It is with many apologies for a prolonged blog absence that I come back online after my East African vacation. Over the past three weeks, I've travelled through Uganda, Kenya and Tanzania, making it as far as Zanzibar off the East coast of the continent. Relaxed and with visa, I am back at my desk in the CPAR office in Addis Ababa.
While my trip was a vacation, it got me thinking a lot about Ethiopia's unique development situation in the continent. Never having been colonized, the differences between Addis and somewhere like cosmopolitain Nairobi are immediately apparent. Everything from the prices, the infrastructure, and the goods available had me feeling like I was in a North American suburb. Looking farther, past the material goods and shiny billboards, even the representations of poverty and the attitudes towards foreigners were different in all three countries as compared with Ethiopia. These differences made me realize just how self-directed the action within this country is, with society and government making things up as they go along, rather than taking an example from other nations. Now that I've realized this, I'll try to think about it more, looking for the ways in which Ethiopians are innovating their own futures, both on an individual and societal level.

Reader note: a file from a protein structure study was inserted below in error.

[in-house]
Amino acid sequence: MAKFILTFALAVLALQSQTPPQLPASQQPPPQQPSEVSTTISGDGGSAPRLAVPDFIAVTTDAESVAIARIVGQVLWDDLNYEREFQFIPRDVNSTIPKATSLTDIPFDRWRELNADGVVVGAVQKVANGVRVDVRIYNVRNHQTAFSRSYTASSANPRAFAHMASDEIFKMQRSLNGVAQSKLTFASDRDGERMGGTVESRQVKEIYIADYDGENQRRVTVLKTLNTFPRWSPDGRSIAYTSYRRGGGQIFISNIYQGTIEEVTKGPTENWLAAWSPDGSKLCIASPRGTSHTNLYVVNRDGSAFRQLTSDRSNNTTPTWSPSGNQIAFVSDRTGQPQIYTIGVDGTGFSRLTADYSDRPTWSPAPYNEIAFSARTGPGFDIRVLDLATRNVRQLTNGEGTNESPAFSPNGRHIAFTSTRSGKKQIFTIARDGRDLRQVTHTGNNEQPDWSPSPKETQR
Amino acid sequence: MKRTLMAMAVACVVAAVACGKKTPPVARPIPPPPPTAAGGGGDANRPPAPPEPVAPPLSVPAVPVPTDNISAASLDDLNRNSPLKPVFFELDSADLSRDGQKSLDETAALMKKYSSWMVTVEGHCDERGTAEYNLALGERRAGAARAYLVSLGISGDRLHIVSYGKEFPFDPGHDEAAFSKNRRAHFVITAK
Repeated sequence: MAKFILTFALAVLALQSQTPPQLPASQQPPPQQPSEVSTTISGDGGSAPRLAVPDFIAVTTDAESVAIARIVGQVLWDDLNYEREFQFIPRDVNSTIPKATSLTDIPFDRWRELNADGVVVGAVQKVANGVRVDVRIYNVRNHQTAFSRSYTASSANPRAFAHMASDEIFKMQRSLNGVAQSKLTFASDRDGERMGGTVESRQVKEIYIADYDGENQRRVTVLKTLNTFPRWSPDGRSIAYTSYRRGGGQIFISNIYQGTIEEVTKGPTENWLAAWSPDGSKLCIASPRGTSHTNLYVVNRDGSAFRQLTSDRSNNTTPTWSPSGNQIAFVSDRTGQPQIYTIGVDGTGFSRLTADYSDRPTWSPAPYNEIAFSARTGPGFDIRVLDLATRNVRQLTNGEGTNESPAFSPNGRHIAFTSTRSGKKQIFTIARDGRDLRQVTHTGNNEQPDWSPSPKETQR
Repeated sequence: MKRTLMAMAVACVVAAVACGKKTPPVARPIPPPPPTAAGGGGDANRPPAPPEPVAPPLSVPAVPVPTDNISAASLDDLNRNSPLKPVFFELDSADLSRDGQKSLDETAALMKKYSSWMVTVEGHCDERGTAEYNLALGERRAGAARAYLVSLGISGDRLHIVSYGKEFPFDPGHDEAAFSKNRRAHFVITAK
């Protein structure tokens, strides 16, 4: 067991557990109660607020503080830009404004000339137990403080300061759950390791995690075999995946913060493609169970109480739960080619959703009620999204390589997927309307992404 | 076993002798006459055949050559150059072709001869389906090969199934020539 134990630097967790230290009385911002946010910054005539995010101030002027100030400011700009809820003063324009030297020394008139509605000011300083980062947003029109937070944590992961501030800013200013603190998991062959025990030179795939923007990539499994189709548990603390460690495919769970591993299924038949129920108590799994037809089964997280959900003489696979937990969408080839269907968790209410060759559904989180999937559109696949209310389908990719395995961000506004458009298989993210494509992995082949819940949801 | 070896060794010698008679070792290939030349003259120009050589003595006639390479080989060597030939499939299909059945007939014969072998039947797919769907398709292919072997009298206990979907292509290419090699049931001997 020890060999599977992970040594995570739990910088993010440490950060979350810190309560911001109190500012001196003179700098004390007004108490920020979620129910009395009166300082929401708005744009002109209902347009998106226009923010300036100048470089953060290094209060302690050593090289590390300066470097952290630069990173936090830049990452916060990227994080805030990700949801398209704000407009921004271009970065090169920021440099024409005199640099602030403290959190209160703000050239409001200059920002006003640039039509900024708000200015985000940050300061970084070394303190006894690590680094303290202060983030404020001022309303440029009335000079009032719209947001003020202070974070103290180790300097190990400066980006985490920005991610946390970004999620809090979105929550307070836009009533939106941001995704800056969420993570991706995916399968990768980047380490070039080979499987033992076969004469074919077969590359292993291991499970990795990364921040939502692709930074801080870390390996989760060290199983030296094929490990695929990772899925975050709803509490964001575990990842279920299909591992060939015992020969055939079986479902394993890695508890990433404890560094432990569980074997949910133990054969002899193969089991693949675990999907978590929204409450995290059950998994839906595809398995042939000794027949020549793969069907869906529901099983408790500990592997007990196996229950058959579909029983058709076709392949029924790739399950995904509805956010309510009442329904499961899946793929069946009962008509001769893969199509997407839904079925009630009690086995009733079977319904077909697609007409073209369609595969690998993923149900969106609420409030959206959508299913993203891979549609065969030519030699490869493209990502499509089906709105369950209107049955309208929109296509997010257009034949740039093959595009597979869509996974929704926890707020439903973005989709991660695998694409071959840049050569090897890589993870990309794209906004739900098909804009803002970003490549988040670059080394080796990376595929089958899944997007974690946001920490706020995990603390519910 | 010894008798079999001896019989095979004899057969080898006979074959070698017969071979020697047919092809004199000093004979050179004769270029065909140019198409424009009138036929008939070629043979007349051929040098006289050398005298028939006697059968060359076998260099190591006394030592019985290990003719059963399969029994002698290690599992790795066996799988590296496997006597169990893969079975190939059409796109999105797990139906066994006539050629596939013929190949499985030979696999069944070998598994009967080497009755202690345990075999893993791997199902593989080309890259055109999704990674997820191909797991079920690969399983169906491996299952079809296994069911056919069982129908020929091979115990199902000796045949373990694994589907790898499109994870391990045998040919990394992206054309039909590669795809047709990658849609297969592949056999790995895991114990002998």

As the plane touched down at the airport in Addis, I found myself bouncing in my seat, happy to be home.